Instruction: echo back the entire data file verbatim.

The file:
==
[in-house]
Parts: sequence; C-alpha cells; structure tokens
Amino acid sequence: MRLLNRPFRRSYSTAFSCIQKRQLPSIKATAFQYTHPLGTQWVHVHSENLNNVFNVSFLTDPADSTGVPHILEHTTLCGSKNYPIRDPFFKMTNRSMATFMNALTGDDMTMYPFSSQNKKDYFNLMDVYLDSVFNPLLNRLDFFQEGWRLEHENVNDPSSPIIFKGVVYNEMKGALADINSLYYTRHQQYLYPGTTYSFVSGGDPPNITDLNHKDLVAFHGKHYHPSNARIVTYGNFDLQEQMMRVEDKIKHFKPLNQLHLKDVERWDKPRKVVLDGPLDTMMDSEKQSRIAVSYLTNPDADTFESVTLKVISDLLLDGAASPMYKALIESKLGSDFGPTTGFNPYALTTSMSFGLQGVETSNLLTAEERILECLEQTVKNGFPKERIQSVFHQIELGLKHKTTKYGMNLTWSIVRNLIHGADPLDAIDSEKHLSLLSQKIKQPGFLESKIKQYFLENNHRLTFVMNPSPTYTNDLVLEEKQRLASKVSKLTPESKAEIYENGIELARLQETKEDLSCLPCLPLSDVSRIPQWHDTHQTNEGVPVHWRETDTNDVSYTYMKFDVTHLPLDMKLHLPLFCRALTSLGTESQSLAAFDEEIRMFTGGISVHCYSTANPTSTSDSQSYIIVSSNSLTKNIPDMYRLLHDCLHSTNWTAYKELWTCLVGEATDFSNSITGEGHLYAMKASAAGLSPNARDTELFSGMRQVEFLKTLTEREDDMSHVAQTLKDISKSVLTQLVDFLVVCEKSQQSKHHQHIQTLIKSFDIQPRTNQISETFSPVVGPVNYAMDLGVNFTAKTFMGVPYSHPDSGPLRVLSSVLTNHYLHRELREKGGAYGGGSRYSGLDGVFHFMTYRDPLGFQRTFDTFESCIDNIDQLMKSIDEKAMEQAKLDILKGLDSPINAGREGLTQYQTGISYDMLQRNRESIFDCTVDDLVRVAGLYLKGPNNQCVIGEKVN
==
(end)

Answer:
[in-house]
Parts: sequence; C-alpha cells; structure tokens
Amino acid sequence: MRLLNRPFRRSYSTAFSCIQKRQLPSIKATAFQYTHPLGTQWVHVHSENLNNVFNVSFLTDPADSTGVPHILEHTTLCGSKNYPIRDPFFKMTNRSMATFMNALTGDDMTMYPFSSQNKKDYFNLMDVYLDSVFNPLLNRLDFFQEGWRLEHENVNDPSSPIIFKGVVYNEMKGALADINSLYYTRHQQYLYPGTTYSFVSGGDPPNITDLNHKDLVAFHGKHYHPSNARIVTYGNFDLQEQMMRVEDKIKHFKPLNQLHLKDVERWDKPRKVVLDGPLDTMMDSEKQSRIAVSYLTNPDADTFESVTLKVISDLLLDGAASPMYKALIESKLGSDFGPTTGFNPYALTTSMSFGLQGVETSNLLTAEERILECLEQTVKNGFPKERIQSVFHQIELGLKHKTTKYGMNLTWSIVRNLIHGADPLDAIDSEKHLSLLSQKIKQPGFLESKIKQYFLENNHRLTFVMNPSPTYTNDLVLEEKQRLASKVSKLTPESKAEIYENGIELARLQETKEDLSCLPCLPLSDVSRIPQWHDTHQTNEGVPVHWRETDTNDVSYTYMKFDVTHLPLDMKLHLPLFCRALTSLGTESQSLAAFDEEIRMFTGGISVHCYSTANPTSTSDSQSYIIVSSNSLTKNIPDMYRLLHDCLHSTNWTAYKELWTCLVGEATDFSNSITGEGHLYAMKASAAGLSPNARDTELFSGMRQVEFLKTLTEREDDMSHVAQTLKDISKSVLTQLVDFLVVCEKSQQSKHHQHIQTLIKSFDIQPRTNQISETFSPVVGPVNYAMDLGVNFTAKTFMGVPYSHPDSGPLRVLSSVLTNHYLHRELREKGGAYGGGSRYSGLDGVFHFMTYRDPLGFQRTFDTFESCIDNIDQLMKSIDEKAMEQAKLDILKGLDSPINAGREGLTQYQTGISYDMLQRNRESIFDCTVDDLVRVAGLYLKGPNNQCVIGEKVN